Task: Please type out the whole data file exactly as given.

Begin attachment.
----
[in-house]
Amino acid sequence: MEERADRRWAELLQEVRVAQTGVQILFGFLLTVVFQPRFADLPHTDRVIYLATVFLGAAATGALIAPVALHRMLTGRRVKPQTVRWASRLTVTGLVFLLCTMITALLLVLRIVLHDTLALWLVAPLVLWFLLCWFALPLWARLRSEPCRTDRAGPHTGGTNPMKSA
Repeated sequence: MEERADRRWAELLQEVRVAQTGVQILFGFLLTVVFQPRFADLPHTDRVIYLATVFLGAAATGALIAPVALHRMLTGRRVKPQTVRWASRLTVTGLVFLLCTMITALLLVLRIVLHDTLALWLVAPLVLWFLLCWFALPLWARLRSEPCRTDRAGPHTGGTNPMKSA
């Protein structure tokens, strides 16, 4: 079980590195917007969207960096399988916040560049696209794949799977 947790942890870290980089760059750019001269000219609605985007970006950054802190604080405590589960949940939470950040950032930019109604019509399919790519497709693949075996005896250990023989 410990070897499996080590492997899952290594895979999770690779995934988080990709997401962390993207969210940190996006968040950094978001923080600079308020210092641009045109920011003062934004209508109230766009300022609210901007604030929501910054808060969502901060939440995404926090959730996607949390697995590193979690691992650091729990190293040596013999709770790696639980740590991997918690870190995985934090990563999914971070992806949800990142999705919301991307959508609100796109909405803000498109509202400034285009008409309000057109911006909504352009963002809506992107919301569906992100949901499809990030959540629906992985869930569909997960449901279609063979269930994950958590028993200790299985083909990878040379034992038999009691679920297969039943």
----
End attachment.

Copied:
[in-house]
Amino acid sequence: MEERADRRWAELLQEVRVAQTGVQILFGFLLTVVFQPRFADLPHTDRVIYLATVFLGAAATGALIAPVALHRMLTGRRVKPQTVRWASRLTVTGLVFLLCTMITALLLVLRIVLHDTLALWLVAPLVLWFLLCWFALPLWARLRSEPCRTDRAGPHTGGTNPMKSA
Repeated sequence: MEERADRRWAELLQEVRVAQTGVQILFGFLLTVVFQPRFADLPHTDRVIYLATVFLGAAATGALIAPVALHRMLTGRRVKPQTVRWASRLTVTGLVFLLCTMITALLLVLRIVLHDTLALWLVAPLVLWFLLCWFALPLWARLRSEPCRTDRAGPHTGGTNPMKSA
């Protein structure tokens, strides 16, 4: 079980590195917007969207960096399988916040560049696209794949799977 947790942890870290980089760059750019001269000219609605985007970006950054802190604080405590589960949940939470950040950032930019109604019509399919790519497709693949075996005896250990023989 410990070897499996080590492997899952290594895979999770690779995934988080990709997401962390993207969210940190996006968040950094978001923080600079308020210092641009045109920011003062934004209508109230766009300022609210901007604030929501910054808060969502901060939440995404926090959730996607949390697995590193979690691992650091729990190293040596013999709770790696639980740590991997918690870190995985934090990563999914971070992806949800990142999705919301991307959508609100796109909405803000498109509202400034285009008409309000057109911006909504352009963002809506992107919301569906992100949901499809990030959540629906992985869930569909997960449901279609063979269930994950958590028993200790299985083909990878040379034992038999009691679920297969039943």